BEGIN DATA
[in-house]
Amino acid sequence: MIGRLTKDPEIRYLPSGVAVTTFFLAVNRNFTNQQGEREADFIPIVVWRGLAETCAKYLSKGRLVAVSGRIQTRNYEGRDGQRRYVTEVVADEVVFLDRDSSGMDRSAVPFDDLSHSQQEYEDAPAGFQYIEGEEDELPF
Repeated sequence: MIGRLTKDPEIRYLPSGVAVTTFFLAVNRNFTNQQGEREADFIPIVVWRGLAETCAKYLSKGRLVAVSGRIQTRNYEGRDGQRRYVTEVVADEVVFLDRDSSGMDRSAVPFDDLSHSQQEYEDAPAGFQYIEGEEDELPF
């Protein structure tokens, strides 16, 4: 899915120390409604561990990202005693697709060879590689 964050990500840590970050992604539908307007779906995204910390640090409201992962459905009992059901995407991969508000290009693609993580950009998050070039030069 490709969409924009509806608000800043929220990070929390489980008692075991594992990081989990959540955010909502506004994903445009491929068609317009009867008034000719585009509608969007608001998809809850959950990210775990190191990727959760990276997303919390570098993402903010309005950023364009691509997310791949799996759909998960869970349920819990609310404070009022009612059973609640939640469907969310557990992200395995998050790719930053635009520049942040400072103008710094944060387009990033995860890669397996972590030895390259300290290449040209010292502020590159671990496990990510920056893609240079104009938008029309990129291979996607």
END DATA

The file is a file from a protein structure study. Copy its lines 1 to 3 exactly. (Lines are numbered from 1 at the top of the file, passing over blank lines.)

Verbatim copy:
[in-house]
Amino acid sequence: MIGRLTKDPEIRYLPSGVAVTTFFLAVNRNFTNQQGEREADFIPIVVWRGLAETCAKYLSKGRLVAVSGRIQTRNYEGRDGQRRYVTEVVADEVVFLDRDSSGMDRSAVPFDDLSHSQQEYEDAPAGFQYIEGEEDELPF
Repeated sequence: MIGRLTKDPEIRYLPSGVAVTTFFLAVNRNFTNQQGEREADFIPIVVWRGLAETCAKYLSKGRLVAVSGRIQTRNYEGRDGQRRYVTEVVADEVVFLDRDSSGMDRSAVPFDDLSHSQQEYEDAPAGFQYIEGEEDELPF